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Air India played host to the first ever Star Alliance Chief Executive Board Meeting (CEB) held in New Delhi. This follows India’s national carrier joining the world’s longest serving and most comprehensive airline alliance in July this year.
Speaking to both local and foreign media in New Delhi, Rohit Nandan, CMD Air India emphasized that for Air India, membership in Star Alliance is a key pillar of the airline’s turnaround strategy, along with the fleet renewal, network optimization and an initiative to improve quality of service.
“Star Alliance is known for its high safety standards, and being part of it means that 26 recognized carriers believe in us,” he said explaining the improved services that the 60 year old national carrier now offers.
Mark Schwab, Star Alliance CEO noted the significant investment in technology that is being made for a more efficient operative cost for clients within the alliance. He said that already members are enjoying a large interchange of miles in a real time exchange. Frequent flyers in one airline can use their miles to travel on another member airlines’ flights.
After nearly half a year in the Alliance, Air India has already seen positive effects from its membership. The airline has seen an increase of 33 percent in the number of passengers transferring between Air India and other Star Alliance member carriers.
Air India sees further opportunities to increase transfer traffic in Delhi and Mumbai and is working with Star Alliance, the member carriers and the airport operators to provide more connecting flights and ease the transfer process at the Subcontinent’s main hubs.
In thanking Rohit Nandan for hosting the CEB meeting, Mark Schwab, Star Alliance CEO, assured him of the Alliance’s support in its endeavor. Schwab reiterated the importance of having Air India in Star Alliance. “India is the world’s fifth largest domestic aviation market and will continue to grow both domestically and internationally. It is therefore essential for Star Alliance to have a strong presence in this market”.
Asked what Air India’s joining the Star Alliance membership could mean to Ethiopian Airlines, CEO Tewolde Gebremariam, who was in New Delhi for the meeting told Capital “it represents additional connectivity for our clients, more destinations and more facilities.” Ethiopian Airlines joined the Star Alliance group in 2011.
Through Air India, Star Alliance customers have access to an additional 40 airports in India as well as more flights across the region. With its hubs in Delhi and Mumbai, Air India adds further flight options on routes to North America, Europe and the Asia/Pacific.
Air India also enhances the global Star Alliance FFP proposal, which now offers customers the possibility of collecting and redeeming miles on a worldwide network of 18,500 daily flights, serving 1,321 destinations in 193 countries.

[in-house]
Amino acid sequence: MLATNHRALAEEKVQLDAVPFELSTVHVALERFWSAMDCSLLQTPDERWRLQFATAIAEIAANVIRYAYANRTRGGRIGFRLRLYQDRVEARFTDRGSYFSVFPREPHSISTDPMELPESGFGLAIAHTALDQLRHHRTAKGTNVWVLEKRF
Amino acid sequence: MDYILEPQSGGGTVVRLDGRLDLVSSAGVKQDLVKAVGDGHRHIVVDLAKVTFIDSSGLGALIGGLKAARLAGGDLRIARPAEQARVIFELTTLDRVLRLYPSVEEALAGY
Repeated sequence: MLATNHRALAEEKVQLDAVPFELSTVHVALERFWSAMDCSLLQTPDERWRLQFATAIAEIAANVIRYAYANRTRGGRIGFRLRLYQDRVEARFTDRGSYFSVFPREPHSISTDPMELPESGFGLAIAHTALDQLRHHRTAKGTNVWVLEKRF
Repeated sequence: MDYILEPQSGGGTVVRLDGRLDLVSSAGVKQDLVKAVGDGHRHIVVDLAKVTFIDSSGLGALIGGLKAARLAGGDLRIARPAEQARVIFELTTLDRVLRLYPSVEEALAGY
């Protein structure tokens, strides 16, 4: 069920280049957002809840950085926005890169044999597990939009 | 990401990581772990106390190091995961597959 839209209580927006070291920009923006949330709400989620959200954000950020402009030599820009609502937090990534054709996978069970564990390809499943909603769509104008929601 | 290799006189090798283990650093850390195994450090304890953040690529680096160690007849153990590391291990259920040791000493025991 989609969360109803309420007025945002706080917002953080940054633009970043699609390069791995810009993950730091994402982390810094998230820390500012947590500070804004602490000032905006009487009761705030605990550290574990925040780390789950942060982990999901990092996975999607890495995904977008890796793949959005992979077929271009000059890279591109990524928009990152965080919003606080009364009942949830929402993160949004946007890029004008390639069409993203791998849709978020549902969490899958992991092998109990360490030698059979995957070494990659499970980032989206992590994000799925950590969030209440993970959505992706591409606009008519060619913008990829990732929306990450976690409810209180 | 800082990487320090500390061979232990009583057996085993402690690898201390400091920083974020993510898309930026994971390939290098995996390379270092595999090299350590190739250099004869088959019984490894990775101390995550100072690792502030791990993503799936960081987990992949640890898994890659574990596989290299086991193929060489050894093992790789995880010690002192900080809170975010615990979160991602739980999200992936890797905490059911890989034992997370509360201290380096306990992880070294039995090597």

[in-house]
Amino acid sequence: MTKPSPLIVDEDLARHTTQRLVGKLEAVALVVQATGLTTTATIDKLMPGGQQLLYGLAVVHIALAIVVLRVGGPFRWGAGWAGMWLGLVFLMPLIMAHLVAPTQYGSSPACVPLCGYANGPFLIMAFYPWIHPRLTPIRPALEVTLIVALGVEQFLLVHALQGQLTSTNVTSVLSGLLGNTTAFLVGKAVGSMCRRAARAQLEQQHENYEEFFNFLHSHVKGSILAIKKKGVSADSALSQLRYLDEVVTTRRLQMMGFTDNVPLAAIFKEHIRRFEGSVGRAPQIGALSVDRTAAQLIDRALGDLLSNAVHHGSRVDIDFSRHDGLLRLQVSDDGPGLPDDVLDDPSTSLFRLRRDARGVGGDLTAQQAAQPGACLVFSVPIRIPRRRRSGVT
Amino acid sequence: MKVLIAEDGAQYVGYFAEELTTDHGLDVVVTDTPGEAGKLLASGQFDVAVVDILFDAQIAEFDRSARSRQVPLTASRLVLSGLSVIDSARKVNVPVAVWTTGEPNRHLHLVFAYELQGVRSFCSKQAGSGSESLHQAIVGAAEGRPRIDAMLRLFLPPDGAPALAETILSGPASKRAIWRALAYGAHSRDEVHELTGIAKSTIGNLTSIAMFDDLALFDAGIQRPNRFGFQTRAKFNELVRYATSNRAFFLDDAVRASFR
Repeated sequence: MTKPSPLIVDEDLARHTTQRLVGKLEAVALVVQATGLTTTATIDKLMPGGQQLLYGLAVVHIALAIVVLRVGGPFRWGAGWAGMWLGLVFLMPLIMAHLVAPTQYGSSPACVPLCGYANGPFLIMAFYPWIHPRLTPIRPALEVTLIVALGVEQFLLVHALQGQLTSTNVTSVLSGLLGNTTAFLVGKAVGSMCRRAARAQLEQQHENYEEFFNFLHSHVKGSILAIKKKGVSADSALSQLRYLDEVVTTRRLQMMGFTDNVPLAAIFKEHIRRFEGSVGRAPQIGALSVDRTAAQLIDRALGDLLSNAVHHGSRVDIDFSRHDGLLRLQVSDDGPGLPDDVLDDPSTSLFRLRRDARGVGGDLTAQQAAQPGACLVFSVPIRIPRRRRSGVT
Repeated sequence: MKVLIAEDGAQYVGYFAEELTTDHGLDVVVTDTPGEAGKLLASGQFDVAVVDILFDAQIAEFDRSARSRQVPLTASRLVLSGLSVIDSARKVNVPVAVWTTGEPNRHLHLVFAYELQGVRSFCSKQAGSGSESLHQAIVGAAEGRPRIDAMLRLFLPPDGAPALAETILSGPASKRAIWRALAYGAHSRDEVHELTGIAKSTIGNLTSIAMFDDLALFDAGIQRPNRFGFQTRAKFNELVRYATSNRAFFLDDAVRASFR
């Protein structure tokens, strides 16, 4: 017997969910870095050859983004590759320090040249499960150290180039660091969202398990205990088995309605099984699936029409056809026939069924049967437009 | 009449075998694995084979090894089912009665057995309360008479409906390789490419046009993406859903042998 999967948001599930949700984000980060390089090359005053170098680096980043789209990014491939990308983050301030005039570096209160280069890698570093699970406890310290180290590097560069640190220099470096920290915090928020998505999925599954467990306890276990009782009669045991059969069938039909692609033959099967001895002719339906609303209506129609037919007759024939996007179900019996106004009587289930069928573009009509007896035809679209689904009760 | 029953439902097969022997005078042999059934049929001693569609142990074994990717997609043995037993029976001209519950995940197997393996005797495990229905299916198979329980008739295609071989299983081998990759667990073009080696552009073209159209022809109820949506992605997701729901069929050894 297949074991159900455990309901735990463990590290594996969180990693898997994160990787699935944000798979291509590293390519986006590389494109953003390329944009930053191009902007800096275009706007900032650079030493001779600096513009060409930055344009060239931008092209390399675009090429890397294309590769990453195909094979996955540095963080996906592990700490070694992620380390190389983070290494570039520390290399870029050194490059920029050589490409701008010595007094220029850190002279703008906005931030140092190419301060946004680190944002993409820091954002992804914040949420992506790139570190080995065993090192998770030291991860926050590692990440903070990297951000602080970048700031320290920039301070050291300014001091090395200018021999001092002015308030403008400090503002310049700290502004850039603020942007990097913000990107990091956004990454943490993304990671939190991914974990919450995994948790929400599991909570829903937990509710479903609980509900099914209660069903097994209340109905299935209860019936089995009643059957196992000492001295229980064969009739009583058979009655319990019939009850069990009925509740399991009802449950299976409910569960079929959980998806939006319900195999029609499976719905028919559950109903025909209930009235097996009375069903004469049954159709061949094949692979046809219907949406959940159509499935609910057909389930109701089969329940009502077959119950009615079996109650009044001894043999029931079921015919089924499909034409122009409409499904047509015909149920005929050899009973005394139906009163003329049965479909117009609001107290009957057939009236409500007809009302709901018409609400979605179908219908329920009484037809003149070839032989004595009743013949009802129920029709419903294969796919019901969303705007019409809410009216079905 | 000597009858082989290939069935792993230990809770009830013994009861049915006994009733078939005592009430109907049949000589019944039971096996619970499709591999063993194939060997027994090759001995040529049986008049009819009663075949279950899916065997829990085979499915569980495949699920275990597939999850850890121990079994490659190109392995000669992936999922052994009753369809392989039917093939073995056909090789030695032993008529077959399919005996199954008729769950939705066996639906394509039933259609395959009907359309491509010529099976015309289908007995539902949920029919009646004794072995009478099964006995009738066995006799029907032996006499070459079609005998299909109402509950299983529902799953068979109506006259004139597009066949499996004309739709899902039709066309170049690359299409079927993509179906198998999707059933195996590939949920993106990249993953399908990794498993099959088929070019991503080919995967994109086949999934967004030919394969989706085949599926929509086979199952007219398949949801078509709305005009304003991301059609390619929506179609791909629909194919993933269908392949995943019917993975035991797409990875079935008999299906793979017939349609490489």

A recent addition to the Star Alliance network includes AeroGal from Ecuador, who as part of the Avianca Group now extends the Alliance’s network in Latin America to such exotic destinations as the Galapagos Islands.
Star Alliance is also the only Alliance to allow FFP members to use their miles to upgrade on any of its 27 member carriers. This year has also seen the implementation of new backend technology to further enhance our FFP service levels. Customers will now receive their mileage credits faster and any changes in status are shared quickly among all carriers. This means that new Gold Card holders in particular will have their status recognized a lot sooner by all member carriers.
Calin Rovinescu, President and CEO of Air Canada and current Chairman of the Star Alliance Chief Executive Board, stated that Air Canada’s decision to resume flights to Delhi next year is in part due to the fact that they can now offer connections to more than 40 destinations from Delhi, explaining the significance of Air India’s membership to Star Alliance.
Star Alliance member carriers plan to improve the quality of the network even further in the coming years – recent examples are the imminent Tokyo to Houston flights by ANA, Taipei to Houston flights by EVA Air and the planned South Atlantic Link between New Zealand and Argentina, just announced by Air New Zealand.
The Alliance will also concentrate on further improving customers’ end to end journeys, by enhancing the airport experience, Rovinescu added. The Alliance had already achieved a terrific improvement at London Heathrow this year, with the opening of the brand new Terminal 2 – home to 23 Star Alliance airlines.
While exploring further opportunities to introduce “seamless hubs”, Star Alliance will now leverage what it has learned and experienced from Terminal 2 Heathrow. One example will be the introduction of the “Gold Track” path through security for premium passengers at our major hubs in 2015.
Summarizing the way forward, Mark Shwab said “Star Alliance will continue to grow its global network, by optimizing connectivity in order to extract more value from the network, further improving customer experience by raising the consistency of their travel across the entire network and, last but not least, further incorporating new front- and backend technology to support our business”.